Hey, @pleeseno, thanks again for “throwing me under the bus.” I really do enjoy checking out code and seeing where (and usually if) it needs improvement.
First thing I might suggest, @poklipart, would be to look at the layout of your projects. You’re using tiles, and that’s great, but you’re making yourself have to micro-manage size and all that. Meh. There’s a great feature in CSS for displaying content in a more intuitive way:
I took your page and cloned it, then made some changes. THE ONLY BITS I CHANGED are the in project section, and I only changed the CSS. You’ll find the three selectors I changed are prefaced with
#projects – I did that to take advantage of CSS specificity, and to make it a little easier to see at a quick glance.
Using the grid, I set up
#project as a grid, with two grid areas (rows):
p tag is assigned to the
grid-area: header, and the div I created to contain the projects (
.project-tiles-container) is assigned to
grid-area: main. Doing this, I don’t have to specify all the details of positioning and alignment, the grid does this for me.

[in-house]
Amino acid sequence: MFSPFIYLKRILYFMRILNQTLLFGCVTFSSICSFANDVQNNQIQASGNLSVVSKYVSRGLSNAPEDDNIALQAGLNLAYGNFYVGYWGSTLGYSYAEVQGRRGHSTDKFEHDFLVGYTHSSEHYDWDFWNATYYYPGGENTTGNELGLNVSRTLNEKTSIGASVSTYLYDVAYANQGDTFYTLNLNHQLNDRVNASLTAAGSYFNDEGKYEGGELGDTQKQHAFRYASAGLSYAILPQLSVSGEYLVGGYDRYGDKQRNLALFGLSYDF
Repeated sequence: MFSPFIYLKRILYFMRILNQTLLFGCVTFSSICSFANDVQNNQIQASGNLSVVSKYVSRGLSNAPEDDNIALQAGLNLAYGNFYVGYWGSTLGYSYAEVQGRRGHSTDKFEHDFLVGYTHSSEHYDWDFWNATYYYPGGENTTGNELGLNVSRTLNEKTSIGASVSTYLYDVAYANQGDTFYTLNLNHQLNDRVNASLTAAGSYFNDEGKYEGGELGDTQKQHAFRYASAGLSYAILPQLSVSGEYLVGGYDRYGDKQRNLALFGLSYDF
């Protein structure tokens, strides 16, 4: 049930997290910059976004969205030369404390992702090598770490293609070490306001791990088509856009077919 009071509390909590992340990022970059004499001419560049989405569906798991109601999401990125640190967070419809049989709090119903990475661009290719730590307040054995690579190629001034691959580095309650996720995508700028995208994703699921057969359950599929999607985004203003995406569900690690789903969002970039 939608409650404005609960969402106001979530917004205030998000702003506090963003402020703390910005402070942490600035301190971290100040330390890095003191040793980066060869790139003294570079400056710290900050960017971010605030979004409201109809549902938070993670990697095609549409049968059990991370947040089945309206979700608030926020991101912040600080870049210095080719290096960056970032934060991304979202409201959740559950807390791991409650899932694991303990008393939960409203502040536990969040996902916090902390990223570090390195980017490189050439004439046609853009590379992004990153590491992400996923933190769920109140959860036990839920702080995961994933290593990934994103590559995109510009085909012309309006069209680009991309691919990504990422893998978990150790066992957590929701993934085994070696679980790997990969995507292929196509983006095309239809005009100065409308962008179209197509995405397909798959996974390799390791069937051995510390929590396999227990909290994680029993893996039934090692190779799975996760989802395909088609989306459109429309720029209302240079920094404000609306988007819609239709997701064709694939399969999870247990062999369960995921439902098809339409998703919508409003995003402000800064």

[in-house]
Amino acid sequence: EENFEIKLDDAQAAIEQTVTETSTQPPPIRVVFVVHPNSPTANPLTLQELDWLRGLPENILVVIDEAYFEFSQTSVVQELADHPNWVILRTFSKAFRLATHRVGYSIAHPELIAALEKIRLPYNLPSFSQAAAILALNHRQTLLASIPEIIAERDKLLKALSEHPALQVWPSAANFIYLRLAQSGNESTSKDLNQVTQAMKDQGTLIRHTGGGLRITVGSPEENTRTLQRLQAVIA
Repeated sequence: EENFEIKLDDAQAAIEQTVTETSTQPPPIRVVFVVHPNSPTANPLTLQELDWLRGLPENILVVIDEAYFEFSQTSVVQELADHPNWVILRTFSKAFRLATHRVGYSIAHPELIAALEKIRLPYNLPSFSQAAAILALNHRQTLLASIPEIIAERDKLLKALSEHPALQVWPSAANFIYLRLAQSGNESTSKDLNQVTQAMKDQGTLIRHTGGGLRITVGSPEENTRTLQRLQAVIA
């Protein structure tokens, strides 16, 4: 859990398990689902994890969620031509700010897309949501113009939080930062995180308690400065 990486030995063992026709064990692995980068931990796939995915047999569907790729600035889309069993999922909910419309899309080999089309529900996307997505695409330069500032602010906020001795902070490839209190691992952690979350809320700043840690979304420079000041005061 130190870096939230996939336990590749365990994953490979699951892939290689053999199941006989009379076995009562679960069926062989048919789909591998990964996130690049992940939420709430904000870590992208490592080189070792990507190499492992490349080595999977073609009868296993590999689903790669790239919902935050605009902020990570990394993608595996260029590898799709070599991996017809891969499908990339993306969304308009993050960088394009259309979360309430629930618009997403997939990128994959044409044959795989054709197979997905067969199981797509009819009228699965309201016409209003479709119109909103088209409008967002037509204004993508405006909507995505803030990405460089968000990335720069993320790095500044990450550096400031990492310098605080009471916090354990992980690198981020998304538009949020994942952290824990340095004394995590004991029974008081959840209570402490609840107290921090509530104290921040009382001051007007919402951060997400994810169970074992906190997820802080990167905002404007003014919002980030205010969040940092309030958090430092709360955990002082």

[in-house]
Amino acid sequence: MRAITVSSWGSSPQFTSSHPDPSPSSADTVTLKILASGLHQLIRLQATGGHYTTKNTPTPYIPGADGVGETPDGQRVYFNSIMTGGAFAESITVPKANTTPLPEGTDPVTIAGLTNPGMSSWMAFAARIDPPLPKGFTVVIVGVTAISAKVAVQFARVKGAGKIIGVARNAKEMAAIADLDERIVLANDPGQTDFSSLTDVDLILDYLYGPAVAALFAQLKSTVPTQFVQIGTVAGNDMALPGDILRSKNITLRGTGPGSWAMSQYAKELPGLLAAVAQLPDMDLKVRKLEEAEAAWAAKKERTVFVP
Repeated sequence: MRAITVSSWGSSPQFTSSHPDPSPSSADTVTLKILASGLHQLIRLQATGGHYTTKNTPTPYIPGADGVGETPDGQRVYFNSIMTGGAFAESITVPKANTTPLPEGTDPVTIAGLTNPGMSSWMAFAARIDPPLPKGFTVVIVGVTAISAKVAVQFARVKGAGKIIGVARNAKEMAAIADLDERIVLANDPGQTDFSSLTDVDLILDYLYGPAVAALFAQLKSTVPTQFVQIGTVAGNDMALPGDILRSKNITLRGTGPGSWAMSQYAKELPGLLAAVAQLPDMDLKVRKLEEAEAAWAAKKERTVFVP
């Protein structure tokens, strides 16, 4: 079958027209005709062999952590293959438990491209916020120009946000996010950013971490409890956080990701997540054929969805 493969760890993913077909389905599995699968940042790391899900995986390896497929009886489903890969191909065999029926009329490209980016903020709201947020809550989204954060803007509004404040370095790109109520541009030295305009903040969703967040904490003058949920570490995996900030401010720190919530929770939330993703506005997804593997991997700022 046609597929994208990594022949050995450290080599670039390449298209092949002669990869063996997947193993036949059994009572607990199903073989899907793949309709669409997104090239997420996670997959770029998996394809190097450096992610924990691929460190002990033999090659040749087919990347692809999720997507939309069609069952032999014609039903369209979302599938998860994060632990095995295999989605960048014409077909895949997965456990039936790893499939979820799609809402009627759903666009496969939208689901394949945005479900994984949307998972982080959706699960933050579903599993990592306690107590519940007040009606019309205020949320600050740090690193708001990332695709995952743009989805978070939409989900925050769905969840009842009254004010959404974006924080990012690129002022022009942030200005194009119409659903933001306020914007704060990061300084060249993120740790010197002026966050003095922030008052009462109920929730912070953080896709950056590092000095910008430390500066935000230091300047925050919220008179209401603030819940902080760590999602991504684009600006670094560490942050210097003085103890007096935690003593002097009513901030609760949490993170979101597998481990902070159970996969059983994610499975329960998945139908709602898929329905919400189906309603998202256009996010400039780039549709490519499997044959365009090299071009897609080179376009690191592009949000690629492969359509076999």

The neat bit happens next: within the
.project-tiles-container, I’ve created another grid. This one is a three-columns-by-however-many-rows, with the contents being centered on their grid column. All that replaces the width/margin/padding rules you’d set up.
Haven’t messed with the rest, but I will give a word of advice: start simple. I try to pare my HTML to the barest minimum to display what I want, then start on the CSS. Perhaps start from setting up the three sections to be displayed as full-display panes, then add in the section contents.
I recommend reading this article on css grids, it’s pretty understandable. More and more, HTML can be simplified and CSS can be streamlined with the effective use of grids.